On a map, the Great Northern Peninsula looks like a stout cudgel threatening the shores of Labrador. If Newfoundland can be said to have a beaten track (I wouldn't say that, but it does get a lot busier in summer), rest assured that this peninsula is way, way off that track. It's not nearly as mountainous or starkly dramatic as Gros Morne, but the road here unspools for miles through tuckamore and evergreen forests, along a coastline that kneels right at the feet of striking hills. There are few services here, and even fewer organized diversions. But it's got history in spades, a handful of scenic fishing villages clustering along its rocky coast, and some of the most unspoiled terrain you can drive to in North America. (The road here is in good condition, your chief hazard being the occasional stray moose or caribou -- or, in spring, an infrequent polar bear wandering through, still hungry after a long trip south on an ice floe. Yes, really.)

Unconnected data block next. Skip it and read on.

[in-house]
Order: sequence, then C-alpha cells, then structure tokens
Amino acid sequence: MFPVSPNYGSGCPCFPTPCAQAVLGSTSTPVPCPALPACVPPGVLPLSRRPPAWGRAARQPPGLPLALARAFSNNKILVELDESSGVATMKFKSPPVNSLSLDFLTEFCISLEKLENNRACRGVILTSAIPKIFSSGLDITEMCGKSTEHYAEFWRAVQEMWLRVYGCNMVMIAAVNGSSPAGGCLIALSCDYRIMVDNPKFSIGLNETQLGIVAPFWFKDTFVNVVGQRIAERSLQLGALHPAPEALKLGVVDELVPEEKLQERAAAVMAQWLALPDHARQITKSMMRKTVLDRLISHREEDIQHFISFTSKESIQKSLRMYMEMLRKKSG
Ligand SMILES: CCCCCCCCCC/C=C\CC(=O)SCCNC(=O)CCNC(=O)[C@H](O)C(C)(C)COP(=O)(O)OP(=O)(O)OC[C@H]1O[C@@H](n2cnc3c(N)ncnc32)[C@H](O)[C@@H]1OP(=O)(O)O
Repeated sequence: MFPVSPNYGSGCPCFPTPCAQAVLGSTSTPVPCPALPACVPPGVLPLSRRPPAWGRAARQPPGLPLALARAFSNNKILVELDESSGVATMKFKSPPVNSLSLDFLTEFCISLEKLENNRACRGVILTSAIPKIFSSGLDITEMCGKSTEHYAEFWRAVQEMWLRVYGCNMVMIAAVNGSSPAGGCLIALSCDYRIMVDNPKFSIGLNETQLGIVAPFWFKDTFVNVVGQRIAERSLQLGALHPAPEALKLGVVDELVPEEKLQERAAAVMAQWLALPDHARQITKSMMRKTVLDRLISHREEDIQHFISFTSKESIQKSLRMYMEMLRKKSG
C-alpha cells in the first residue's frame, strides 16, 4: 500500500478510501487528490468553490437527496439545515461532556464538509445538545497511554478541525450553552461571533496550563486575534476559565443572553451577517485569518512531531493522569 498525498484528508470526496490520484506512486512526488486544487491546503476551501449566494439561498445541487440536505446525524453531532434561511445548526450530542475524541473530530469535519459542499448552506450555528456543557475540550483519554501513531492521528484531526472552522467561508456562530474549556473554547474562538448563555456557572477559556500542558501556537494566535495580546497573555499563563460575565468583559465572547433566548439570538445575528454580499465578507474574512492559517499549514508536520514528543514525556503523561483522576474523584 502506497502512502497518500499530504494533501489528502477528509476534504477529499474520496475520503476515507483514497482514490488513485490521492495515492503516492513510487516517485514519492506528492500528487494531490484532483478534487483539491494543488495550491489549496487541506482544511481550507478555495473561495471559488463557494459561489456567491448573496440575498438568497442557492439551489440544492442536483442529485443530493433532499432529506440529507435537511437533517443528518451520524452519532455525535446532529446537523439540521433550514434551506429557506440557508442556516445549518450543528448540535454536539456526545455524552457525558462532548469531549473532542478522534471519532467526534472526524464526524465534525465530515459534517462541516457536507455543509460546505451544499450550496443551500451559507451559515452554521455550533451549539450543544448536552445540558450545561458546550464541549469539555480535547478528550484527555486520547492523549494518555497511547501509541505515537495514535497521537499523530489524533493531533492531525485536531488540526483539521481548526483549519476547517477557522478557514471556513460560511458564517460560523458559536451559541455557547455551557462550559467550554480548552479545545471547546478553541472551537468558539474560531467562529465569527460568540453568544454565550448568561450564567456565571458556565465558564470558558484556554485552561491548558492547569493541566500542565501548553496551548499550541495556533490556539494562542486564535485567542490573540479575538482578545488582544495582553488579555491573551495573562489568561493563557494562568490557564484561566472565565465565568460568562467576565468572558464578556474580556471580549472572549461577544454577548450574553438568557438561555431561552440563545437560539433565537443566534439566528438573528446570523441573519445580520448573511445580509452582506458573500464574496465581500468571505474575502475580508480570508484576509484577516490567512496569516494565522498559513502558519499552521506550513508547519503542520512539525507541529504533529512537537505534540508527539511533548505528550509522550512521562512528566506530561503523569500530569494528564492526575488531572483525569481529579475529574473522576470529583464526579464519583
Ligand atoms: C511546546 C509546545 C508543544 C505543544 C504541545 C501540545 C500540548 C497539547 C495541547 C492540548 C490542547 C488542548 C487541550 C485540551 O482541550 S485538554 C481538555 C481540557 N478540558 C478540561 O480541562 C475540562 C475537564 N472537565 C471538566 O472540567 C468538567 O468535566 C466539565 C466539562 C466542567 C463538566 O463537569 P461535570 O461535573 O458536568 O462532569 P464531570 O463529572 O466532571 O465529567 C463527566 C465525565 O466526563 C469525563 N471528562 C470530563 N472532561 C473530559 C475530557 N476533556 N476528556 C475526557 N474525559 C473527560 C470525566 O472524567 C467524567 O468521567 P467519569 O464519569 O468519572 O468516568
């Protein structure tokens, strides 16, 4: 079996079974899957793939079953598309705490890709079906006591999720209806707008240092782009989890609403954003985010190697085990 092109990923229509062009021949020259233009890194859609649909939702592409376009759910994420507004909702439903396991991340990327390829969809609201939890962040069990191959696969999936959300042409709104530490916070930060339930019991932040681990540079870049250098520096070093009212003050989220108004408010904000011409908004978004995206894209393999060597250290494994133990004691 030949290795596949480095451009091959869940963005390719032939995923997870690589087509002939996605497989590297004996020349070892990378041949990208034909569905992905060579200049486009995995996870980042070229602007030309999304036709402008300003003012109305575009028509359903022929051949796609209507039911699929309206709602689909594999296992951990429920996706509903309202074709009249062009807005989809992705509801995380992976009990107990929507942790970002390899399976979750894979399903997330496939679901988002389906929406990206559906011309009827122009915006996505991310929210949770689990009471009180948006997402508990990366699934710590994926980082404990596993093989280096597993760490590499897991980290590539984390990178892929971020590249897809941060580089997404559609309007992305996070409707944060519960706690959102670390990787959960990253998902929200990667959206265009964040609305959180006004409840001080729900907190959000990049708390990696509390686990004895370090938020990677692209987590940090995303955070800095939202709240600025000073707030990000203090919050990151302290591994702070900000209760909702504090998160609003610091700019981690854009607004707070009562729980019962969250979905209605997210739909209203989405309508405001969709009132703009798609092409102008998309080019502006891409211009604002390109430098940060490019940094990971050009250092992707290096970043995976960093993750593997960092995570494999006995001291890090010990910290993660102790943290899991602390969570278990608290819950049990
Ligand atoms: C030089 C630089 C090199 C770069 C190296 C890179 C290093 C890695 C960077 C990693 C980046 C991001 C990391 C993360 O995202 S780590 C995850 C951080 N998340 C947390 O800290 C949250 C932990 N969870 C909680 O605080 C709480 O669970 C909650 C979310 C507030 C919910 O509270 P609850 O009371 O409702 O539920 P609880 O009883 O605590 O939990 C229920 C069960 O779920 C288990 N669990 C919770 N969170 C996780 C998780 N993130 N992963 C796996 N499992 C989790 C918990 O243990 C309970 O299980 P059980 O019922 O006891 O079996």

Long story short: It's nice here. Really nice. And quiet -- at-the-ends-of-the-Earth quiet.